Fiber can be divided into two categories: soluble and insoluble. Our bodies need both. Soluble fiber can help lower our cholesterol, while insoluble fiber, like that found in dates, helps with our digestion and can reduce constipation. Extremely long days of fasting, as Muslims experience when Ramadan is in the summer, can contribute to constipation. Many factors contribute to increasing our susceptibility to constipation: a long day without water, eating fewer fruits and vegetables, not drinking sufficient water between iftar (sunset meal at the time of breaking the fast) and suhoor (pre-dawn meal before fasting begins), sleeping directly after iftar, and not exercising or even moving much after iftar. Eating a handful of dates each day is an easy way to increase our fruit and fiber during Ramadan and help keep our digestive system running smoothly.

Dates are also a good source of potassium and magnesium. What fruit comes to mind when you think of potassium? For many people the answer would be bananas. Pound for pound, dates contain nearly twice as much potassium as bananas! One medium banana contains 12 percent of our daily potassium needs, while four Medjool dates, or fourteen Deglet Noor dates, provide 19 percent. Our bodies need potassium for proper nerve and muscle function, and potassium can also help to lower our cholesterol levels.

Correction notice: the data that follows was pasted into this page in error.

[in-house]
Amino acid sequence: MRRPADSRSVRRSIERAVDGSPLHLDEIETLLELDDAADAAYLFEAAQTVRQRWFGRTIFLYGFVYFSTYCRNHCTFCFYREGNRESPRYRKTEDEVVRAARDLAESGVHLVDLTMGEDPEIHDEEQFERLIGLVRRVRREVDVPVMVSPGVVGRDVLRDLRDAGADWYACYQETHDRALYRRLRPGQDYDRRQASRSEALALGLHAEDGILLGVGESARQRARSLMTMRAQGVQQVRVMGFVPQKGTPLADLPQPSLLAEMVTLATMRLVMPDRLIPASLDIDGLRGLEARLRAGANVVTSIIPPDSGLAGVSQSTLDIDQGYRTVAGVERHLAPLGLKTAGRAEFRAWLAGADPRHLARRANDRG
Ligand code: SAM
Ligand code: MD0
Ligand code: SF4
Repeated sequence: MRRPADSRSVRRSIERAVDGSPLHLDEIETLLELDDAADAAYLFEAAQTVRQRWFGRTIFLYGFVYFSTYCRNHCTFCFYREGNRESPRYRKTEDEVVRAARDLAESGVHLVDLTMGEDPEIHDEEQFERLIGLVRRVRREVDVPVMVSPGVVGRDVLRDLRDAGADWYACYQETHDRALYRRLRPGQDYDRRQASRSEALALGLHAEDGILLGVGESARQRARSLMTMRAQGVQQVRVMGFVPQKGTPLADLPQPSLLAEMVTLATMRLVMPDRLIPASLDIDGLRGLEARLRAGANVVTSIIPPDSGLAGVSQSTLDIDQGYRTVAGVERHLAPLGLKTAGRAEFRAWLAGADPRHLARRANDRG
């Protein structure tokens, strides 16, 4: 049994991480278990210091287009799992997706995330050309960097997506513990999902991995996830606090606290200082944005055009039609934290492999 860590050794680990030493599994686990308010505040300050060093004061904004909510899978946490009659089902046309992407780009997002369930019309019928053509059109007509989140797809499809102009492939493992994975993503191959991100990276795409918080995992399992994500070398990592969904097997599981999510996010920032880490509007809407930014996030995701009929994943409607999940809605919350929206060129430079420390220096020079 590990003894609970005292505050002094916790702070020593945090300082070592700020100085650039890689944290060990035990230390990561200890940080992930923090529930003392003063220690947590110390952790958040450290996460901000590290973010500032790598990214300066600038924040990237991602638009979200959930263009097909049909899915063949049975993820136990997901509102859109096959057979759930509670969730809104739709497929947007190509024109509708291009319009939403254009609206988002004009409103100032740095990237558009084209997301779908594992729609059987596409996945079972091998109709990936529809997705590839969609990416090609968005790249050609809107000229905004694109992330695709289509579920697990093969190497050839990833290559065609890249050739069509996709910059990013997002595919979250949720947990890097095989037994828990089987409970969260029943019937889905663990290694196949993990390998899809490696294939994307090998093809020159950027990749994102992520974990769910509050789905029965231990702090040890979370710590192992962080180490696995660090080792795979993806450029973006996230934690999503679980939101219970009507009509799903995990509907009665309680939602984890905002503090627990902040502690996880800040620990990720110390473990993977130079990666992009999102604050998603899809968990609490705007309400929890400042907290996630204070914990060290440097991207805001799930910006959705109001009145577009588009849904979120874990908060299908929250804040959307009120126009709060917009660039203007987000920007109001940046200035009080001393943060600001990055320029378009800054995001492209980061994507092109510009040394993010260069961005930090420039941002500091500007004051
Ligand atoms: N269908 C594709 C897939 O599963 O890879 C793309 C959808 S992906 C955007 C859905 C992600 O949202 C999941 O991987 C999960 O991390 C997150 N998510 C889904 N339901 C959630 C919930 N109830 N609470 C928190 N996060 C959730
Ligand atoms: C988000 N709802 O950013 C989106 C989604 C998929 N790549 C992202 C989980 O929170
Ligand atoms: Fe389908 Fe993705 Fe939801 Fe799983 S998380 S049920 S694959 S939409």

Feet in the Water, Head in the Fire

Date palms can grow in a variety of climates but will not thrive and produce high-quality fruit unless grown in an arid, hot climate. Palms do need a large amount of water to produce quality dates, so the plants are irrigated. The dry, hot weather and large water requirement branded date palms as having their “feet in the water and head in the fire.”